The Book Thief Characters
The main characters in The Book Thief include Death, Liesel Meminger, and Hans Hubermann.
- Death is the narrator of The Book Thief.
- Liesel Meminger, the main character of the novel, is a young girl who lives with the Hubermanns. Her father has been taken to a concentration camp for being assumed to have communist beliefs.
- Hans Hubermann becomes Liesel’s surrogate father in the absence of her own father. He teaches her to read and shows her kindness. In addition to Liesel, Hans and his wife shelter Max, a Jewish man who bonds with Liesel.
Last Updated on May 16, 2022, by eNotes Editorial. Word Count: 805
Death plays a crucial role in this story, as he is the one that narrates the events and often casts the mood of the tale being told. It is he who leads us to the main characters, describes them, and gives an overall perspective on their lives. He also takes time to comment on his job taking souls from bodies, and during the main events of the story, he is very busy, as the story takes place during World War II. He describes the color of people’s souls as he escorts them away and the color of the skies when he goes to fetch them. These colors are symbolic of the personalities of the dying or of the mood of the world’s events at the time of his arrival.
The main character of the story, Liesel, is a nine-year-old girl who has been housed in the home of the Hubermanns, a German couple, because her father is taken away to a concentration camp for allegedly having communist leanings. Readers are first introduced to her as she is riding on a train with her mother and younger brother; her younger brother dies in her arms on the train. This experience is traumatic for her, and she spends the next several years tormented by nightmares of her brother’s death. She adjusts well to her new home with the Hubermanns, particularly developing a special bond with Hans Hubermann, and learns to read through Hans’s patient instruction. The title of the book refers to Liesel, as she tends to steal books on a whim or in acts of sheer curiosity about their contents. Throughout the story, Liesel demonstrates a strong capability to endure, adapt, and cope with difficult circumstances despite her vulnerability, as she is emotionally affected by all that goes on around her. She also reveals courage and integrity as she demonstrates compassion and acts of human decency toward those around her who are suffering.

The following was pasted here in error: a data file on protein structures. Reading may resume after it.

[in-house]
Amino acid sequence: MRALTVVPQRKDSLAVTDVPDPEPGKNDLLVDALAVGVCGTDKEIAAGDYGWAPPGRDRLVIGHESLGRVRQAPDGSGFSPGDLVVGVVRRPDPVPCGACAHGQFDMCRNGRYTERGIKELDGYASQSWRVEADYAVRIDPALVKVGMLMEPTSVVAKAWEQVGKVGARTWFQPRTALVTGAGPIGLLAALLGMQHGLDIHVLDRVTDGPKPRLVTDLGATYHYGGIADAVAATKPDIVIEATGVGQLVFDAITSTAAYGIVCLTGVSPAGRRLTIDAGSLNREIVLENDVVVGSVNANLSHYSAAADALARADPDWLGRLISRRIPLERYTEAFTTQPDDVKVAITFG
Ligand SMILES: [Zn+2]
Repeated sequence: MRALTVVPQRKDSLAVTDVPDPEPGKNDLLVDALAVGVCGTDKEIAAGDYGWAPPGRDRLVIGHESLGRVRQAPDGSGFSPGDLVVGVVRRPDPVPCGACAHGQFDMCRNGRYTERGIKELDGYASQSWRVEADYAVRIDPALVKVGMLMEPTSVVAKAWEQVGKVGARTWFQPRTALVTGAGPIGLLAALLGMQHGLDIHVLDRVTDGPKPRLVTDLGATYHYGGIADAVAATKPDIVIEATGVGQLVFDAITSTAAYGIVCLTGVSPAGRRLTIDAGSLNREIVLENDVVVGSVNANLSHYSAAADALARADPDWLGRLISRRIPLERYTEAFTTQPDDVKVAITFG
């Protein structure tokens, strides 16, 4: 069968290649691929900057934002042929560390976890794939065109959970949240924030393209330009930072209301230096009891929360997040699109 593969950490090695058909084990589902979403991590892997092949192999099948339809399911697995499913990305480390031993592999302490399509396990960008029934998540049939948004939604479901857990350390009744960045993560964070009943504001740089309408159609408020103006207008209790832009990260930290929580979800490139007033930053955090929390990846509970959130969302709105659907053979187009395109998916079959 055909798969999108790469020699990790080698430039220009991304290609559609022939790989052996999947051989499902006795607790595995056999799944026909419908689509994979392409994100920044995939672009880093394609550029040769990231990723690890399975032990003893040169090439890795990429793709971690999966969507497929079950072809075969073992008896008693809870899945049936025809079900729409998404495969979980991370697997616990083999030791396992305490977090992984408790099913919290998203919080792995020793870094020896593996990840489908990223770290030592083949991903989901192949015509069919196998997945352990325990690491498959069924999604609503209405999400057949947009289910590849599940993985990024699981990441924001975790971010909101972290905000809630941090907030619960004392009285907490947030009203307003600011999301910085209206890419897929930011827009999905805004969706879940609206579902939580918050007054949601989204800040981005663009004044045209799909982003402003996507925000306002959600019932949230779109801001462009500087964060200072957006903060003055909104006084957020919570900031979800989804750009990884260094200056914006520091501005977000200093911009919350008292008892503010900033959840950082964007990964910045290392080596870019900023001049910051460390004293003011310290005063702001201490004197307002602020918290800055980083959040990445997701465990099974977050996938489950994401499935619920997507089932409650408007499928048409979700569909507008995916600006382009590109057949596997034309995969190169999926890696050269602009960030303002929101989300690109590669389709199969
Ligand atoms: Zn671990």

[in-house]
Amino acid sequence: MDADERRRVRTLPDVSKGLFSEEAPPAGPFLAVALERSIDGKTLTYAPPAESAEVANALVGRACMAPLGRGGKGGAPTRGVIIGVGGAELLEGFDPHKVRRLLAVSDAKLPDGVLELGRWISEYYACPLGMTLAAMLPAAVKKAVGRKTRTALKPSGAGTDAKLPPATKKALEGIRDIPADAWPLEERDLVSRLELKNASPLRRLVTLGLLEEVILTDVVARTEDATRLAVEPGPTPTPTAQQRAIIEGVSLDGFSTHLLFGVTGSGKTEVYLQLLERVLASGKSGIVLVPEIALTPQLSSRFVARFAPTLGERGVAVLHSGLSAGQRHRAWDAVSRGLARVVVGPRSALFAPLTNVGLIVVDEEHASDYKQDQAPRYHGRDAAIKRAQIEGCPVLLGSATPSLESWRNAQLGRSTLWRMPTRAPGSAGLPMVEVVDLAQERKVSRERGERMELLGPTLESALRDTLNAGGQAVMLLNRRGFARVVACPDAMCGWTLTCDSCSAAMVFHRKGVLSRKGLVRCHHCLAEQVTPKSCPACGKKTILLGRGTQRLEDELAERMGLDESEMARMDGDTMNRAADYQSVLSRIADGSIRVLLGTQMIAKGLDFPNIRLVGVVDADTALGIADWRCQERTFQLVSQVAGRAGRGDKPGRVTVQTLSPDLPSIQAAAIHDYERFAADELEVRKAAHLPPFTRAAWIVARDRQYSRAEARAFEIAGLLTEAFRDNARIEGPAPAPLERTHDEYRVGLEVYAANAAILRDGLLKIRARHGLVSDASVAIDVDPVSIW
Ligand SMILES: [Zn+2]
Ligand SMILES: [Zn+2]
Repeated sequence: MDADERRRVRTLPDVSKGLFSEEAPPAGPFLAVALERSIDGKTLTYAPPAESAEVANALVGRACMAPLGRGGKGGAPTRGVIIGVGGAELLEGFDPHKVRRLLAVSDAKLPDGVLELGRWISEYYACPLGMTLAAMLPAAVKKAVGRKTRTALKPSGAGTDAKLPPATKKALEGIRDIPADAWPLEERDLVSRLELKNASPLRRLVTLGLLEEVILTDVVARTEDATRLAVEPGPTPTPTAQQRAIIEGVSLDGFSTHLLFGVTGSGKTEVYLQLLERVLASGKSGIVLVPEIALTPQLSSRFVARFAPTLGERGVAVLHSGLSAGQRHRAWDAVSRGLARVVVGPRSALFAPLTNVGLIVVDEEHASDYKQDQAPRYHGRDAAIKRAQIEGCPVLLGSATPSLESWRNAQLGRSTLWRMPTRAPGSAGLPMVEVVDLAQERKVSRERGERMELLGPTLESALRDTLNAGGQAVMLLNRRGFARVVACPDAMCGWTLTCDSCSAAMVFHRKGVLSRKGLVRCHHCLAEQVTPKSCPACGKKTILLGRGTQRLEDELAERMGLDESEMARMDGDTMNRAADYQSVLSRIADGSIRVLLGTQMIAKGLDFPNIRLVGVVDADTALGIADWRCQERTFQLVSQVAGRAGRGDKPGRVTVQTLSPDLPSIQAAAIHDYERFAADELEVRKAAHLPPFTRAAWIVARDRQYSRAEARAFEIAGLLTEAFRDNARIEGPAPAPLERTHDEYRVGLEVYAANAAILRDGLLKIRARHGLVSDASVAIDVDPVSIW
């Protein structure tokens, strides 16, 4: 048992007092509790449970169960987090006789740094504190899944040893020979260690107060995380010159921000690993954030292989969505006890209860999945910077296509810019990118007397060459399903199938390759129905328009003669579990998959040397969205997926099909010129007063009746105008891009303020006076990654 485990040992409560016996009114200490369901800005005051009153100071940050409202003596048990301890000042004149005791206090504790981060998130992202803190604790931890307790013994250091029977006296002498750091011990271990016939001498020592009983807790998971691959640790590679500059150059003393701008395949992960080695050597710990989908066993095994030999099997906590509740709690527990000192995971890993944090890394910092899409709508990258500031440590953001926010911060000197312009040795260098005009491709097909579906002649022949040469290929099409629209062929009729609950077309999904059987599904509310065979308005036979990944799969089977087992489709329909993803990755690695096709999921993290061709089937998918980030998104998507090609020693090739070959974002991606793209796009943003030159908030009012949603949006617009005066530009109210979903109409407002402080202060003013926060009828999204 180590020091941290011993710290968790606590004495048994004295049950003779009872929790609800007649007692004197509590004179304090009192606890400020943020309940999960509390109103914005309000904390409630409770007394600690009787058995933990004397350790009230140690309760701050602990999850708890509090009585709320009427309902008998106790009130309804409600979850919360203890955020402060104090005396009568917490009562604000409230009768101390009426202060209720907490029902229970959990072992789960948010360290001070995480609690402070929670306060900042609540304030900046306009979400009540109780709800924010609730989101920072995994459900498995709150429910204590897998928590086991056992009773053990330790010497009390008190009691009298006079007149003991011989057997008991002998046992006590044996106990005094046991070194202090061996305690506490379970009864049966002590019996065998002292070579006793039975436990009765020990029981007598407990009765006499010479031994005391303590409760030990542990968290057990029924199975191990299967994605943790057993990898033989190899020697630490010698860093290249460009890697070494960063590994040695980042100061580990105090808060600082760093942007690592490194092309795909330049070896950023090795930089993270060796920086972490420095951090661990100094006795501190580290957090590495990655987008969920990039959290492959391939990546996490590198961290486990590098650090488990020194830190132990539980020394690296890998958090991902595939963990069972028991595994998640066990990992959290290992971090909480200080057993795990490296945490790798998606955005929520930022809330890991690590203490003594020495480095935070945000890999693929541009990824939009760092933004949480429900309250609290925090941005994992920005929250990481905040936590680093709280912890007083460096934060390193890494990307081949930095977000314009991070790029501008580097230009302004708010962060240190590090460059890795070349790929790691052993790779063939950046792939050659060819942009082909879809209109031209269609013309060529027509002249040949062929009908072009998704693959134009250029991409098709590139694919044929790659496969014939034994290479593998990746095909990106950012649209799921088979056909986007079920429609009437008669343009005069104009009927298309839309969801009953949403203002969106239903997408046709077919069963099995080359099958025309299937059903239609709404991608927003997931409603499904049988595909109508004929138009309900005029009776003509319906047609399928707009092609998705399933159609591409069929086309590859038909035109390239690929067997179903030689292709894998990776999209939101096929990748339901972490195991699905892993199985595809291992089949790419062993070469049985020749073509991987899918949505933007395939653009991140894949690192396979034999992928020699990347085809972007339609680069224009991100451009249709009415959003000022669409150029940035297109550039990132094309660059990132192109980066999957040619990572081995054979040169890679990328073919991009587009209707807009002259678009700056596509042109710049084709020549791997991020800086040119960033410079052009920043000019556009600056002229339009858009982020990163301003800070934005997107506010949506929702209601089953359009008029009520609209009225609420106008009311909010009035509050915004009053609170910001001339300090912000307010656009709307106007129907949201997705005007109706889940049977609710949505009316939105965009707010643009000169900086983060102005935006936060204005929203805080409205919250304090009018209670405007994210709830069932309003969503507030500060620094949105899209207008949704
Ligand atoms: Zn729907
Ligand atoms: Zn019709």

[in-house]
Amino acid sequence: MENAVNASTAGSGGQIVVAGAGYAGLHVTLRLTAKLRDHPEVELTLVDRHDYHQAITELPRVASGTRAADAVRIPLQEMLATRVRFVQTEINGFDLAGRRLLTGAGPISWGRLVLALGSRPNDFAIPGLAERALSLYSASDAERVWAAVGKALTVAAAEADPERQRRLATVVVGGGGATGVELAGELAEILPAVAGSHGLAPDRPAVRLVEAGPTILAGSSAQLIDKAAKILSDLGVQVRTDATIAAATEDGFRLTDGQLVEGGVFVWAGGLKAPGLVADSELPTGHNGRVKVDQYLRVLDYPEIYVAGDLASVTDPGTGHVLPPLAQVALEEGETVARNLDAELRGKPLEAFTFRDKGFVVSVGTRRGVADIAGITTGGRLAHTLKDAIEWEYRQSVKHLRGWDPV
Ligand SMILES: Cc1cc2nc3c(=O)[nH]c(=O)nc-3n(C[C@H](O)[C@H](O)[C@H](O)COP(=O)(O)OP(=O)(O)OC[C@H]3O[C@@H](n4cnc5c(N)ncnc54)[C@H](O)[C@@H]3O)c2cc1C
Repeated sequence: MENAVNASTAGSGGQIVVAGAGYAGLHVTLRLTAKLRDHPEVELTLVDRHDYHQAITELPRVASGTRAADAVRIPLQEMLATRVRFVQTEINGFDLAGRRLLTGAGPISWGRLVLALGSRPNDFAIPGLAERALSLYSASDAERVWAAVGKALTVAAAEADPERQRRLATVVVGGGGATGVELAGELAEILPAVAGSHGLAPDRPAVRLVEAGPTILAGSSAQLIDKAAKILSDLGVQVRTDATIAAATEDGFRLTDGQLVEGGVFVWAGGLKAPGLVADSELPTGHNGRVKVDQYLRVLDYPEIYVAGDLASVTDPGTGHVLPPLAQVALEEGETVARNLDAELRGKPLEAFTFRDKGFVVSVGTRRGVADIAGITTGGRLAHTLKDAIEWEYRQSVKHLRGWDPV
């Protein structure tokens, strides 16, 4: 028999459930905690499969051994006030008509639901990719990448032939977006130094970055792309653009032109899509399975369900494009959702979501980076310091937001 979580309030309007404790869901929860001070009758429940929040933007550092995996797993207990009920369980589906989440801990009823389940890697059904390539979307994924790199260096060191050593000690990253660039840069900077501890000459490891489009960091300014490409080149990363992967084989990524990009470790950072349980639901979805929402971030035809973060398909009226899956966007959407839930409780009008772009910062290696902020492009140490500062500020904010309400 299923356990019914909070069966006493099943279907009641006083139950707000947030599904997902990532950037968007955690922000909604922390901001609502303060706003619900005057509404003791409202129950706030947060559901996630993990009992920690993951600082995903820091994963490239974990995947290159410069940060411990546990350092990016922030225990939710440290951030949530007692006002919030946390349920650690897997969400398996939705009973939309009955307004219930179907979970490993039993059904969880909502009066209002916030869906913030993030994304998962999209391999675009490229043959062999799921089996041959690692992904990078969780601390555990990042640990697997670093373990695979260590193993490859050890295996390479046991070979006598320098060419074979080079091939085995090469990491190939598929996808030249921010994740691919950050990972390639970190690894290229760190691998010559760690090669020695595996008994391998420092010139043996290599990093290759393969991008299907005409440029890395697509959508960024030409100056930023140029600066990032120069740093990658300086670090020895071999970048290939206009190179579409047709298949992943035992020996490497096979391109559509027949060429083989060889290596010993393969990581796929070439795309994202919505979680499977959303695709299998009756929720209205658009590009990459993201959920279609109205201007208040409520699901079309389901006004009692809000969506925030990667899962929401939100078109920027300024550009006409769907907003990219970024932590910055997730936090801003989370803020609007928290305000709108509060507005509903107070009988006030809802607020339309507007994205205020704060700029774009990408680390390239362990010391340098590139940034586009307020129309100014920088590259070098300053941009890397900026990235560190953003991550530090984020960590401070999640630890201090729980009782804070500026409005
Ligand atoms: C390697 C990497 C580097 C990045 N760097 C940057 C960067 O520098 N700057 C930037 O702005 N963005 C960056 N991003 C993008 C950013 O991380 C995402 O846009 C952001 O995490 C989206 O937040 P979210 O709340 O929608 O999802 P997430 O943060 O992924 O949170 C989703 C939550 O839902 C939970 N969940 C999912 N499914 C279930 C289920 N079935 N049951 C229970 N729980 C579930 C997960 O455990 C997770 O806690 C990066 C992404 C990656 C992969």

Liesel’s surrogate father in the book, Hans is a kind, loving, and patient man who often puts himself in potentially very dangerous situations in order to do what he feels is right. He takes care of Liesel with affection and love, helping her each night as she wakes up from nightmares and laboriously teaching her how to read. He earns his living through house and store painting, and on the side he enjoys playing the accordion. Throughout the book he struggles with whether he should join the Nazi party, for his and his family’s safety. He does not agree with the party’s principles but fears that if he does not become a member, he is exposing his family to harm. It is Hans’s capacity for kindness and his courage in sticking to his convictions and to his word that helps Liesel to adjust to her life so well. His compassion also compels him to shelter Max, a Jewish refugee. Both of these characters’ lives are impacted forever because of his goodness.
Known for her foul mouth and tough-love tactics, Rosa nonetheless loves fiercely and does all she can to take care of Liesel and, later on, Max, the Jewish refugee who lives in her basement. Her rough exterior is more endearing than frightening, as it masks a soft and good heart.
Liesel’s best friend, Rudy, is an exuberant and energetic character filled with happy schemes and big dreams. He hopes to one day be the fastest kid in Germany, making it to the Olympics. Almost from the beginning of the novel, it is evident that Rudy has a crush on Liesel, and he constantly hounds her for a kiss; his affection for Liesel makes him a loyal and attentive friend. He is her partner in crime, in standing up to bullies, and in suffering.
A Jewish fist-fighter, Max eventually becomes a refugee, hiding from the Nazis and trying to survive in the middle of Germany during World War II. At first he is aided by friends, but eventually he ends up on Hans Hubermann’s doorstep. Max lives in the Hubermanns’ basement and becomes good friends with Liesel. They often read together and bond over the fact that they both have nightmares. Knowing of Liesel’s fondness for books, Max writes a book of his own for her, painting the pictures and words on the backs of pages from Hitler’s Mein Kampf. Throughout the novel, Max struggles with guilt over leaving his family behind, letting the SS officers into their home in the first place, and not protecting his family from being taken away, most likely to their deaths. The lone survivor of his family, he searches for information about where his parents and sister might have gone but comes up empty-handed.